In claiming to have charged suspects in cases 003 and 004 nearly 18 months ago, Swiss judge Laurent Kasper-Ansermet violated the Khmer Rouge tribunal’s internal rules and abused “judicial discretion”, his successor has ruled.
The confidential decision, issued late last month and obtained by the Post yesterday, overturns steps taken by the former international co-investigating judge and effectively closes the door to long-standing requests by defence teams that they be given access to the case file – unless the status of the suspects significantly changes.
Suspects in government-opposed cases 003 and 004 have for years sought case-file access, arguing at various times that their inability to do so constituted a violation of fair-trial rights.
But access can’t be granted unless the charges are formally laid, ruled international co-investigating judge Mark Harmon in a July 31 decision, in response to participation requests by one suspect. And in acting as if charges had been made, Kasper-Ansermet violated the court’s internal rules.
“By granting the suspect access to the case file, the [reserve co-investigating judge] granted the suspect a right to which the suspect was not entitled pursuant to the Internal Rules. Further, the [reserve co-investigating judge] did so without providing any reasoning in support of the decision. This constitutes an abuse of judicial discretion,” Harmon writes, before voiding the decision.
In February 2012, Kasper-Ansermet informed the five mid-ranking Khmer Rouge cadres who are suspects in cases 003 and 004 of their rights, issuing written and oral notifications to the group.
Those decisions remain confidential but are quoted in Harmon’s ruling as stating that he informed the suspects that “these charges [were] based on both the facts alleged by the co-prosecutors and those uncovered thus far during the course of the investigation”.
In the notification, Kasper-Ansermet then said they would “have access to the case file”.
Since the notification was issued, however, defence teams have repeatedly sought and failed to gain access to the case files. No fewer than five submissions were made during that time by a single defence team, the Harmon decision notes.
None of the defence teams have since been granted access.
Göran Sluiter, an attorney for a Case 004 suspect, said he was unable to comment on a confidential decision, but noted that: “Even if a judge ruled now [that] we don’t have access, we should have had access from April until now. For over a year, the order of a judge has been ignored. It’s very serious.… It’s a threat to the justice system.”
Without access to the case file, Sluiter said, lawyers are unable to defend clients whose names have long been widely known in spite of never having been made public by the court.
“We cannot do a proper defence without access.… We can’t do our own investigation.… It is impossible for us to safeguard the rights of our client,” he noted. “It’s a serious violation of the rights of the client.”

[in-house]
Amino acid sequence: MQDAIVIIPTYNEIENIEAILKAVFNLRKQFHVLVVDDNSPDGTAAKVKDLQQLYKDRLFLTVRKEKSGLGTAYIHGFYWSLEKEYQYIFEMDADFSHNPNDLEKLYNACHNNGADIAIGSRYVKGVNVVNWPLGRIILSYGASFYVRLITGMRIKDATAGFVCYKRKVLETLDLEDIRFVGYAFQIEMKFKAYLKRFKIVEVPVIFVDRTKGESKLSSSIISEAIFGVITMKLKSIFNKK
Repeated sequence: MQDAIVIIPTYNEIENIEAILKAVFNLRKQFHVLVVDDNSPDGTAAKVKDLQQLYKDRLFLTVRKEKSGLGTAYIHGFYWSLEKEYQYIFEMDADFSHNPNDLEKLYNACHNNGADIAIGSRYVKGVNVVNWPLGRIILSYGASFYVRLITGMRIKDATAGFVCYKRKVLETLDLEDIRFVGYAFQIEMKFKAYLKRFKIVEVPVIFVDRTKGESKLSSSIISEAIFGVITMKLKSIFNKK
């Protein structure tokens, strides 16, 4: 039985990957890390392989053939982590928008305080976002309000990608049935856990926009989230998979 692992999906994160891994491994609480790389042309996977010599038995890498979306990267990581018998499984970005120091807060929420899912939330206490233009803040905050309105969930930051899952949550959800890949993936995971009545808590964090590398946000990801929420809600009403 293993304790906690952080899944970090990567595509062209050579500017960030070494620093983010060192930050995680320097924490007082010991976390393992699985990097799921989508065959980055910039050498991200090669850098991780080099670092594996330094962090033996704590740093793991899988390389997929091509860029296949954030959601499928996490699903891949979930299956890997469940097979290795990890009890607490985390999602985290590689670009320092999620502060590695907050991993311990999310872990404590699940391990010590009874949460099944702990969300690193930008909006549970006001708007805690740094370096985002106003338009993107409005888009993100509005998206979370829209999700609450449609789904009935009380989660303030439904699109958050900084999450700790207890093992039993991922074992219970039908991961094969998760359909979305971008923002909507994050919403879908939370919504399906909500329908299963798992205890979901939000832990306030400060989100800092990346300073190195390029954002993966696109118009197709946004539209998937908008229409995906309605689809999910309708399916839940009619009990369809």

Sluiter called it incongruous that civil parties and prosecutors would be granted access when suspects remained blocked – a concern echoed by tribunal monitors.
“The international judge also recognised a number of civil parties and number of lawyers of civil parties [and granted them access]. So this is another double standard,” Cambodia Justice Initiative tribunal monitor Long Panhavuth said.
Chief among his concerns, Panhavuth said, was that the argument against granting them access appeared to be contradictory.
“If you agree with him that [the suspect] is not a charged person, there’s no reason he should have a lawyer.… If [he] has no access to the case file, why have a lawyer? And if he’s not charged, what happens to the civil parties that have been recognised and the lawyers that have been recognised?”
In an article published last week by Open Society Justice Initiative, Khmer Rouge tribunal monitor Heather Ryan addressed the Harmon ruling, writing that the inherent uncertainty highlighted a troubling lack of transparency at the court.
“While there may be a perfectly legitimate reason for the co-investigating judges not to formally charge the persons under investigation, delaying a decision on charging and refusing access to the investigation by suspects for such an extended period of time raises suspicion that the delay is the result of ongoing political problems surrounding the investigation,” Ryan wrote.
Cases 003 and 004 have been widely opposed by the government, and court officials have repeatedly attempted to bury them. Investigations into 003 were quietly shut down by co-investigating judges Siegfried Blunk and You Bunleng in April 2011, while Case 004 was deemed to be all but meritless by the pair.
Decisions issued by Kasper-Ansermet effectively reversed those orders, while those made by Harmon opened cases for civil party applications. But all rulings were made by the international judges acting alone, without approval of their national counterpart, raising questions over the long-term prospects of the cases.
“After so many years in limbo, the [continued] confidentiality casts doubt on the integrity of the investigation and how the cases are moving forward,” CJI’s Panhavuth said.
For the more than 1,200 victims of the Khmer Rouge who have applied for civil party status, meanwhile, the desire for the cases to move forward remains strong.
Civil party lawyer Hong Kim Suon said his team was continuing to process and submit victim applications on a daily basis, but sought to temper expectations.
“They really want to access [the case], and they want the court to be working for them. But I always tell them not to hope that Case 003 or 004 will be done, because Case 002/01 just finished and it still continues for 002/02 and 002/03, so we don’t hope for 003 or 004.… It’s not hopeless,” he said, “but I tell them … don’t hope, only wait.”